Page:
US-Thai Cobra Gold drills wither at 40
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US-Thai Cobra Gold drills wither at 40

The 40th iteration of Cobra Gold was held from Aug 3-15 in a scaled-back version amid Covid, with only 400 US troops and 1,000-plus Thai soldiers. Pattarapong Chatpattarasill
The 40th iteration of Cobra Gold was held from Aug 3-15 in a scaled-back version amid Covid, with only 400 US troops and 1,000-plus Thai soldiers. Pattarapong Chatpattarasill

The 40th iteration of Cobra Gold (CG), which ended last week, was supposed to be the best year ever for the four-decades-old Thai and US joint military exercises. But it was not to be. Blame it on the Covid-19 pandemic or the menace of smartphones and social media spreading fake news about the true nature of the region's largest multinational military exercise.

For the local press, the most memorable moment of the CG exercise, which should have appeared on the front pages, was missing -- the time-honoured tradition of drinking a cobra's blood together during the joint exercises. Sad but true, all the publicity related to this year's CG was conspicuously absent with the consent of both countries.

Indeed, the pandemic is a delicate time for further development of bilateral ties as almost every item has been politicised to the extreme. The vaccines donated by the US are a case in point. Politicians, doctors, diplomats and other stakeholders used the US donation as ammunition to attack political opponents while human rights activists and protesters exploited the vaccines' late arrival and lack of information to undermine the government. Instant heroes were created out of thin air and for no reason. Some news went viral without an iota of truth claiming a particular person or more was behind the scenes in pushing for the American donation. Luckily, the US embassy has been quick to respond to the misinformation and fake news.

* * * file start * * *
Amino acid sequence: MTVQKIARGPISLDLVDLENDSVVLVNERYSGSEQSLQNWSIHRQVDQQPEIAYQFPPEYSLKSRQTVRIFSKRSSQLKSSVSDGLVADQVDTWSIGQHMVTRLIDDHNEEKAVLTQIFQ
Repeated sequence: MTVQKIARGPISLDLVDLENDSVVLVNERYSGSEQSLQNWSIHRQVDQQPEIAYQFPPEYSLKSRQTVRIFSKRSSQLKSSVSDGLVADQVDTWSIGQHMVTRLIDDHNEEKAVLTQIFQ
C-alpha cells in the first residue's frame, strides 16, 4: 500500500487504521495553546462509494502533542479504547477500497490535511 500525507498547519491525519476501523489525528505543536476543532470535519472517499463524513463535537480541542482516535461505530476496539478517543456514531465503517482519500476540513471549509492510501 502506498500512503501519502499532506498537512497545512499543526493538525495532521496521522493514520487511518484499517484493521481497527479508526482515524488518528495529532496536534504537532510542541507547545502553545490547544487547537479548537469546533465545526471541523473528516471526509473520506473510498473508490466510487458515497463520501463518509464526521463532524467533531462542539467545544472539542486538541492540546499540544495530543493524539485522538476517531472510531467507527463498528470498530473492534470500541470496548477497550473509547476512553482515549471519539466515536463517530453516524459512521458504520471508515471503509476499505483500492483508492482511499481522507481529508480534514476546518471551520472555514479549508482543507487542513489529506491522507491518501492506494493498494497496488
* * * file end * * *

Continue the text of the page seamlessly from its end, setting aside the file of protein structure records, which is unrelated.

More than officials would like to admit, this phenomenon had a ripple effect on last week's CG, spawning fears that it would spin off into an anti-CG and anti-Thai-US relations campaign, especially pertaining to importing foreign virus infections. Indeed, in the past several weeks, visiting US signatories have been closely monitored by those who wanted to criticise the government, especially those related to vaccine diplomacy. Lest we forget, last July the photo of a five-star American general undergoing a swab for a Covid-19 test went viral causing embarrassment to both the host and the guest. Earlier fake news said he was exempted from the Covid-19 test.

The fact that both countries agreed to downplay CG is also indicative of the value of the time-tested combined exercises. After all, the two countries face no common enemies these days despite the drills, which once served as the glue for the region's most valuable allies. Today, their common interests are fewer than before and secondary to the broader US strategy in the region.

The Thai military has a clear view that the trajectory of the Thai-US alliance is not getting any stronger. The challenge in the years ahead is to maintain these delicate military ties amid the growing US-China rivalry. In fact, it is not an overstatement to say that the Thai-US alliance is not as strong as both countries have thought all along even without any deliberate attempt to dismantle it. Interestingly, these views come mainly from retired generals who took part in CG and appreciated its value in preparing Thai soldiers, who have never fought in any major war, for conflict situations. Combined exercises with more experienced American soldiers and those of other nations give Thai troops much needed knowhow both in terms of interoperability and communication skills.